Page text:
Friendships were to be cultivated and “counted on as one of life's chief good”[s]. In the Nichomachean Ethics, Aristotle wrote about friendship more extensively than about any other virtue. He also offered friendship as a “bridge between the virtues and the highest life of philosophy.” In classical Greek and Roman cultures, philosophy was not the study of abstract concepts - aesthetics, ethics, and logic. Rather, it was a form of practice, the practice of aesthetics, ethics, and logic, which fostered the most desirable way of being in the world, the most rewarding form of life, the good life. In that sense, friendship was the practice of, among other things, reciprocity, and it is here that friendship for a woman and a man can get tricky, challenging.

“The study of friendship in classical authors is in many ways a study of human love altogether”, since the Greek word for friendship “can cover all bonds of affection, from the closet erotic and familial ties, to political loyalties, humanitarian sympathies, business relationships, even love for inanimate things.” But the Greek word for friendship ”means first and foremost friendship, for it is precisely in friendships of mature and virtuous individuals that we do see human love not only at its most revealing, but at its richest and highest.”
Ernesto Vasquez, MD

Thursday, January 20, 2011

Experience Near

On Saturday afternoon, January 15, 2011, Alan Kindler held an interactive workshop at Memorial Hospital with the Tampa Bay Psychoanalytic Society, Inc on staying close to what the patient was experiencing and reporting. [This was a lot harder than one would think, especially for experienced clinicians who may have found it hard to divest themselves from their theories and interpretations and simply reflect back what was heard instead of adding our own speculations.]

In an attempt to have workshop participants practice getting closer to the patient’s experience, Kindler used video clips of actors playing patients and asked audience participants to use empathic observation to access the specific feelings and experience (and the relationship between the two) of ‘patients’, and to make tentative (open to objections and corrections by the patient) responses to their subjective feelings in the context of what the ‘patients’ were relating. Kindler recommended really knowing the details of conscious experience before moving to the unconscious, fully aware that which details come to the foreground of the therapist’s attention are contingent upon the subjectivity of the therapist. Experience-near data, the details of the patient’s experience, passes by so quickly that much is missed in the listening.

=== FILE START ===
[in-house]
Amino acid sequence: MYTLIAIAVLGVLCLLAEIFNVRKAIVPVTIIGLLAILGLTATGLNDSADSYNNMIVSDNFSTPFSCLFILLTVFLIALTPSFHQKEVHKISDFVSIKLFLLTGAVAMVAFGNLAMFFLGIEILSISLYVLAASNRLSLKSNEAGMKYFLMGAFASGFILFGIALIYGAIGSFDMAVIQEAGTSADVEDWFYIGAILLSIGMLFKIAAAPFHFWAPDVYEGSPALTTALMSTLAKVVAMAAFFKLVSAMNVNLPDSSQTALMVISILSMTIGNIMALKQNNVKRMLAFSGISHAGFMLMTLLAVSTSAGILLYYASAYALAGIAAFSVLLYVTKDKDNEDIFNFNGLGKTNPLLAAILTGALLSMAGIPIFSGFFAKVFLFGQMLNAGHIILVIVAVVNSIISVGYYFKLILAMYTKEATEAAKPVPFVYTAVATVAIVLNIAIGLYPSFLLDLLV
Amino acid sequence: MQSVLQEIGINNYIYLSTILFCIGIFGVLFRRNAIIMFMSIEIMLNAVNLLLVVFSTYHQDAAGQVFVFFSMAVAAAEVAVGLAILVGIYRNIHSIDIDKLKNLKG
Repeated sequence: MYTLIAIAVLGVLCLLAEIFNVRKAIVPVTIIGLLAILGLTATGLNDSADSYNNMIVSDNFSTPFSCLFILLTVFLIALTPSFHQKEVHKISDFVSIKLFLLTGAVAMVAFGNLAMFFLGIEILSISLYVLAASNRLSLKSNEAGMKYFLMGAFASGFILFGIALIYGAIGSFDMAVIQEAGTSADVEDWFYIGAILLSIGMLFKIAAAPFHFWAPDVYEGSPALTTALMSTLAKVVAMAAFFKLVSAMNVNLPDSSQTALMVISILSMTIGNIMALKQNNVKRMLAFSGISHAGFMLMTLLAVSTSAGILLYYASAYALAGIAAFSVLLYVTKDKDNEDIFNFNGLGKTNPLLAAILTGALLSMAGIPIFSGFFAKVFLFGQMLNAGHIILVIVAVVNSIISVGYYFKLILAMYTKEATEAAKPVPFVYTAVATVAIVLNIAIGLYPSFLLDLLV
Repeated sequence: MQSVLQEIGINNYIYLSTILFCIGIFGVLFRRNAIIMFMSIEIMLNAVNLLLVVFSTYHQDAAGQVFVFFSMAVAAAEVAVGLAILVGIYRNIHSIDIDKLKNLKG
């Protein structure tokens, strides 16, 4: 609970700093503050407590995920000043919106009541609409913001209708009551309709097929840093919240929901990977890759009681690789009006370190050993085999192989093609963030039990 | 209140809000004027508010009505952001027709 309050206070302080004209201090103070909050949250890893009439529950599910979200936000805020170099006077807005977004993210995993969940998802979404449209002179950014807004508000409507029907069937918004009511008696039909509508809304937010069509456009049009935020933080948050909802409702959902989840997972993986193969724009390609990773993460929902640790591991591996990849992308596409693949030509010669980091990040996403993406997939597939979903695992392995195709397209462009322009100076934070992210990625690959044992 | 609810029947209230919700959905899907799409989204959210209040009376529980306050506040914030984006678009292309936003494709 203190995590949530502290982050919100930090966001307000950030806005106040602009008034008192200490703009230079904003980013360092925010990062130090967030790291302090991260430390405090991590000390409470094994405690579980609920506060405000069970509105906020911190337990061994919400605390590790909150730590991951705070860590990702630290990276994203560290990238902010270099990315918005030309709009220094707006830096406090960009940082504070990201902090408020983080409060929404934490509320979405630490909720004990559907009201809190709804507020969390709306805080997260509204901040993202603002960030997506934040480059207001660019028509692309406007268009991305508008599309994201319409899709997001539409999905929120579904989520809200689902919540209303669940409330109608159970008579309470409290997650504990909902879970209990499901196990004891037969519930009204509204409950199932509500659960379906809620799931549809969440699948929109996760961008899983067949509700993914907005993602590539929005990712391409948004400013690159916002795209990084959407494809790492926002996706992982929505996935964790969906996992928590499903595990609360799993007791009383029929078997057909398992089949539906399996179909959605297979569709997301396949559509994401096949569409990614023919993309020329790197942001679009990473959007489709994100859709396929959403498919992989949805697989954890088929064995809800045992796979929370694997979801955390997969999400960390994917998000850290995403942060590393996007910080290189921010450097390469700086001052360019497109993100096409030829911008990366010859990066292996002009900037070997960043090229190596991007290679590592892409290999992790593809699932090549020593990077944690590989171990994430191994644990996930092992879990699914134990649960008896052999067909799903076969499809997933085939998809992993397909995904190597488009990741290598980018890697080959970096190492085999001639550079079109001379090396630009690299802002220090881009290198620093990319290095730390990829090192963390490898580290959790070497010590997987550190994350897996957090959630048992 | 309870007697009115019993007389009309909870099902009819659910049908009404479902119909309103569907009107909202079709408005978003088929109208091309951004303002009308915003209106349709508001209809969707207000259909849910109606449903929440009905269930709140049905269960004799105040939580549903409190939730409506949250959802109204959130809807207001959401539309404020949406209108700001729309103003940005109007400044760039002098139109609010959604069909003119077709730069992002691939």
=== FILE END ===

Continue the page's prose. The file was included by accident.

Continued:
Kindler used the following definition of empathy: a mode of observation and listening in which the therapist strives to apprehend the patient’s subjective experience, as reported by the patient in the present about the past. Empathic understanding is the recognition of the details of the patient’s experience at any moment within its context. Empathic understanding requires attention to detail and a life time of practice. [E.Vasquez noted that understanding may be the core of therapeutic action. W.Player noted that empathic understanding might be oxymoronic, since attunement is more implicit than cognitive, to which Kindler suggested empathic resonance.]

Kindler described the components of subjective experience, where affect is central and contextualized, which may include thoughts, fantasies, acts, intentions, memories, images, assumptions, and beliefs. Because affects are central components of the patient’s subjective experience, their accurate recognition is the essential first step. Kindler suggested that clinicians hone the nuanced language of affect to find the right word to help the patient give a name to the affective experience.

Monday, January 17, 2011

The Mutual Influence of Child and Adult Psychoanalytic Treatment: An Examination of Differences and Similarities between Psychoanalytic Work with Chil